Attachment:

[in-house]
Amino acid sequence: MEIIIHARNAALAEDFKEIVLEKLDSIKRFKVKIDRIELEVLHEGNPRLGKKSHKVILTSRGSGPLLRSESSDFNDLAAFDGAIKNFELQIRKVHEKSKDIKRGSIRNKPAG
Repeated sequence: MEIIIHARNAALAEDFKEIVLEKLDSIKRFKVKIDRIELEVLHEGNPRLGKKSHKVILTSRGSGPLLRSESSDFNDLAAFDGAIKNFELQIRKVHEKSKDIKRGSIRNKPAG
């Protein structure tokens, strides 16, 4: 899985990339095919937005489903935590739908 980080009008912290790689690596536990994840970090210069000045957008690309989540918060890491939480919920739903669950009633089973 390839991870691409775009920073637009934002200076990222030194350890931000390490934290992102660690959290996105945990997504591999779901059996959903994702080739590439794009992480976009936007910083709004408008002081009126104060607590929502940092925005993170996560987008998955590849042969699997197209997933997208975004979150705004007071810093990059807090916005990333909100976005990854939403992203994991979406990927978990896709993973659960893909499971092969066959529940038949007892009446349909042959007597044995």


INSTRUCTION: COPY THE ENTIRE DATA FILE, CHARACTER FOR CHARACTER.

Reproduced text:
[in-house]
Amino acid sequence: MEIIIHARNAALAEDFKEIVLEKLDSIKRFKVKIDRIELEVLHEGNPRLGKKSHKVILTSRGSGPLLRSESSDFNDLAAFDGAIKNFELQIRKVHEKSKDIKRGSIRNKPAG
Repeated sequence: MEIIIHARNAALAEDFKEIVLEKLDSIKRFKVKIDRIELEVLHEGNPRLGKKSHKVILTSRGSGPLLRSESSDFNDLAAFDGAIKNFELQIRKVHEKSKDIKRGSIRNKPAG
């Protein structure tokens, strides 16, 4: 899985990339095919937005489903935590739908 980080009008912290790689690596536990994840970090210069000045957008690309989540918060890491939480919920739903669950009633089973 390839991870691409775009920073637009934002200076990222030194350890931000390490934290992102660690959290996105945990997504591999779901059996959903994702080739590439794009992480976009936007910083709004408008002081009126104060607590929502940092925005993170996560987008998955590849042969699997197209997933997208975004979150705004007071810093990059807090916005990333909100976005990854939403992203994991979406990927978990896709993973659960893909499971092969066959529940038949007892009446349909042959007597044995």